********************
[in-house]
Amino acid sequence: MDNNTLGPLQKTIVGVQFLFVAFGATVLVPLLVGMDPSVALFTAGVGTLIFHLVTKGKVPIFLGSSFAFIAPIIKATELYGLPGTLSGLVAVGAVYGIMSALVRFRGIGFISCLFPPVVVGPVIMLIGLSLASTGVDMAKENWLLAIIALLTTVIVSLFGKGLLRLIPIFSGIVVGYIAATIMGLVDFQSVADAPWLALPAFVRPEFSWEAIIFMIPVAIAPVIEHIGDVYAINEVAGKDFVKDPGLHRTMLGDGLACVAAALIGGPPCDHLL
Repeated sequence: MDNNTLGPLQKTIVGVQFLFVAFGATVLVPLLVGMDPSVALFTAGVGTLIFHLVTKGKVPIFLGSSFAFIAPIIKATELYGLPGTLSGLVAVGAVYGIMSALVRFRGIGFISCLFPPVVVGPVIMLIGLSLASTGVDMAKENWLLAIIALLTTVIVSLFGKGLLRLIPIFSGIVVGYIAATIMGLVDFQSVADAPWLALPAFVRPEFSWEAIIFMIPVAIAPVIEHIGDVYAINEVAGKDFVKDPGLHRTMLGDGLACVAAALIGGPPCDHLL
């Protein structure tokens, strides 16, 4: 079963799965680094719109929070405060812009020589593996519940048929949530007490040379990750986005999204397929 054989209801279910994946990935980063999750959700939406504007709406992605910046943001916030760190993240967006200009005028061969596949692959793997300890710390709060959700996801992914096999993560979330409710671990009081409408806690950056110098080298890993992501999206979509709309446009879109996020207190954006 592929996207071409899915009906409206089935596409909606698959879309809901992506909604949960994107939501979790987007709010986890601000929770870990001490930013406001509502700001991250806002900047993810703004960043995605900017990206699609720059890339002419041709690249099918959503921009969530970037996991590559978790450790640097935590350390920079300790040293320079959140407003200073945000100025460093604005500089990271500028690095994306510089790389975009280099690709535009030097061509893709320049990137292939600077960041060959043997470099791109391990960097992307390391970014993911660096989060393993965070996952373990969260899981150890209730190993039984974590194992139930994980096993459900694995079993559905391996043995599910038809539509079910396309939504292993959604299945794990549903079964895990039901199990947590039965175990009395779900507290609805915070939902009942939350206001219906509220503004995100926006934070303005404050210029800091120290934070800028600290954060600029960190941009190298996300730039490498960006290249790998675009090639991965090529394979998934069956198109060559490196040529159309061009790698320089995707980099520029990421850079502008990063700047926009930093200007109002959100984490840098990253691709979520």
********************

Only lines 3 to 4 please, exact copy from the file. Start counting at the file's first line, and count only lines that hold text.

Repeated sequence: MDNNTLGPLQKTIVGVQFLFVAFGATVLVPLLVGMDPSVALFTAGVGTLIFHLVTKGKVPIFLGSSFAFIAPIIKATELYGLPGTLSGLVAVGAVYGIMSALVRFRGIGFISCLFPPVVVGPVIMLIGLSLASTGVDMAKENWLLAIIALLTTVIVSLFGKGLLRLIPIFSGIVVGYIAATIMGLVDFQSVADAPWLALPAFVRPEFSWEAIIFMIPVAIAPVIEHIGDVYAINEVAGKDFVKDPGLHRTMLGDGLACVAAALIGGPPCDHLL
């Protein structure tokens, strides 16, 4: 079963799965680094719109929070405060812009020589593996519940048929949530007490040379990750986005999204397929 054989209801279910994946990935980063999750959700939406504007709406992605910046943001916030760190993240967006200009005028061969596949692959793997300890710390709060959700996801992914096999993560979330409710671990009081409408806690950056110098080298890993992501999206979509709309446009879109996020207190954006 592929996207071409899915009906409206089935596409909606698959879309809901992506909604949960994107939501979790987007709010986890601000929770870990001490930013406001509502700001991250806002900047993810703004960043995605900017990206699609720059890339002419041709690249099918959503921009969530970037996991590559978790450790640097935590350390920079300790040293320079959140407003200073945000100025460093604005500089990271500028690095994306510089790389975009280099690709535009030097061509893709320049990137292939600077960041060959043997470099791109391990960097992307390391970014993911660096989060393993965070996952373990969260899981150890209730190993039984974590194992139930994980096993459900694995079993559905391996043995599910038809539509079910396309939504292993959604299945794990549903079964895990039901199990947590039965175990009395779900507290609805915070939902009942939350206001219906509220503004995100926006934070303005404050210029800091120290934070800028600290954060600029960190941009190298996300730039490498960006290249790998675009090639991965090529394979998934069956198109060559490196040529159309061009790698320089995707980099520029990421850079502008990063700047926009930093200007109002959100984490840098990253691709979520």